Second Harvest fulfills its mission “to feed hungry people and work to solve hunger issues in our community” by utilizing a network of individual, local nonprofit agencies and corporate partners in our 46-county service area.  Learn more about volunteering or donating at www. secondharvestmidtn.org.

 

  Receiving the check on behalf of Second Harvest Food Bank is   Shelby Huggins, Coordinator of Events and Community Relations,   from Scott Ghertner and Steve Ghertner, Co-Presidents of Ghertner & Company.  Others pictured are Ghertner & Company Associates Kim Basham, Jaye Kloss and Russell Baltz.

Receiving the check on behalf of Second Harvest Food Bank is Shelby Huggins, Coordinator of Events and Community Relations, from Scott Ghertner and Steve Ghertner, Co-Presidents of Ghertner & Company.  Others pictured are Ghertner & Company Associates Kim Basham, Jaye Kloss and Russell Baltz.

The Boys & Girls Club of Maury County strives to enable all young people in their programs to reach their full potential as productive, caring and responsible citizens.  The focus is to offer a supportive environment where academic success, healthy lifestyles and good character can be achieved.  Find out how to be involved at www.bgcmaury.com.

  Stacy Adams, Ghertner & Company Director of Human Resources and Jaye Kloss, Ghertner & Company Director of Compliance and Training presented the check to this eager group of young people and staff.

Stacy Adams, Ghertner & Company Director of Human Resources and Jaye Kloss, Ghertner & Company Director of Compliance and Training presented the check to this eager group of young people and staff.

Mosquito Awareness

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All it takes for mosquitoes to breed is a cap off of a plastic water bottle with water in it.

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Standing water in drains, gutters, flat roofs, children’s play equipment, toys are mosquito harborages

Do everything practical so that there is not standing water for long periods of time. They breed in days and become adults within

Water in pet bowls, flower pots and bird baths needs to flushed at least once a week to prevent larvae from developing into adults. Mosquito eggs hatch in 24 to 48 hours and it takes 7 to 10 days for them to enter the pupal stage and become adults shortly thereafter.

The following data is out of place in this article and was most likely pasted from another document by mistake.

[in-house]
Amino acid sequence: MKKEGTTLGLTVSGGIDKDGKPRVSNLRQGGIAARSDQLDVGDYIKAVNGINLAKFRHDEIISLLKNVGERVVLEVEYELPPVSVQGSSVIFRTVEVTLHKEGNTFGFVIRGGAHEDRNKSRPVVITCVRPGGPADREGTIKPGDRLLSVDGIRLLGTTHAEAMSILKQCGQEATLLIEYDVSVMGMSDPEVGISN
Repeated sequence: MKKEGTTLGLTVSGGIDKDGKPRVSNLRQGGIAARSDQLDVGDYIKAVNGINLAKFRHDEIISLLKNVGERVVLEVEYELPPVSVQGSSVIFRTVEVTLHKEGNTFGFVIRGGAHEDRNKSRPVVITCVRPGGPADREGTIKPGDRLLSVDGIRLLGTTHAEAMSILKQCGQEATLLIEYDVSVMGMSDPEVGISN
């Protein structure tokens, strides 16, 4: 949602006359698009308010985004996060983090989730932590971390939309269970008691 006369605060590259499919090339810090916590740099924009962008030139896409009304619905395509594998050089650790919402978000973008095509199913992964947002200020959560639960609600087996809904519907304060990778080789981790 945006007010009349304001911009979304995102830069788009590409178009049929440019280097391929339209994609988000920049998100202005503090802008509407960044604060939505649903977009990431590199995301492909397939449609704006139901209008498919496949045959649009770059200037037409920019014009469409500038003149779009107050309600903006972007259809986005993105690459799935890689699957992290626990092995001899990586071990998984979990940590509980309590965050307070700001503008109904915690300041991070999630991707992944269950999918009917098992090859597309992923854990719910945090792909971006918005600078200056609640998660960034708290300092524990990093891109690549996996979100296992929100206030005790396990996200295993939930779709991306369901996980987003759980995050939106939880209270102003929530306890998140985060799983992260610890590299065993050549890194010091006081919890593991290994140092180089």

Adults are a lot like us in that they will seek out shade during the heat of the day and typically rest on the underside of leaves to get out of the sun. For this reason they will rest in shrubbery, ivy, and areas of heavy vegetation. Keeping grass cut and landscape maintained will help to limit them. They are most active at dawn and dusk. When necessary and possible wear long sleeve shirts and pants and use a repellent with DEET on skin and clothing.

Partner Post by: By Chuck Negas of Northwest Exterminating, https://www.callnorthwest.com/

Helping the Hungry, Homeless and Hurting

In celebration of its 50th anniversary, Ghertner & Company is “Giving Back” to organizations in our middle Tennessee community that are making a difference.  Since 1954, the Nashville Rescue Mission has provided food, clothing and shelter to homeless men, women and children in the Nashville community. With the goal of reaching middle Tennessee’s hungry, homeless and hurting, the Mission serves close to 2,000 meals a day, 365 days a year. Each night, an average of 800 of men, women and children find a warm bed and safety from the streets in one of two campuses.  To donate, volunteer or learn more visit www.nashvillerescuemission.org.

  Receiving the check on behalf of the Nashville Rescue Mission is   Rev. Glenn Cranfield, President and CEO   from Scott Ghertner, Co-President of Ghertner & Company.  Others pictured are Andrew Jackson, Ghertner & Company Director of Information Technology and Nashville Rescue Mission Board member, and Jaye Kloss, Ghertner & Company Director of Compliance and Training.

Receiving the check on behalf of the Nashville Rescue Mission is Rev. Glenn Cranfield, President and CEO from Scott Ghertner, Co-President of Ghertner & Company.  Others pictured are Andrew Jackson, Ghertner & Company Director of Information Technology and Nashville Rescue Mission Board member, and Jaye Kloss, Ghertner & Company Director of Compliance and Training.

Informative Topic and Discussion at Complimentary Seminar

The recent March 6 workshop on Community Standards was well attended, and Board members had many comments and questions about rules, fines and enforcement.  One topic of interest was how to manage improvements such as fences which were installed without approval.  Voluntary compliance is the goal, and the importance of establishing standards that are reasonable for each community was a recurrent theme of the presentation.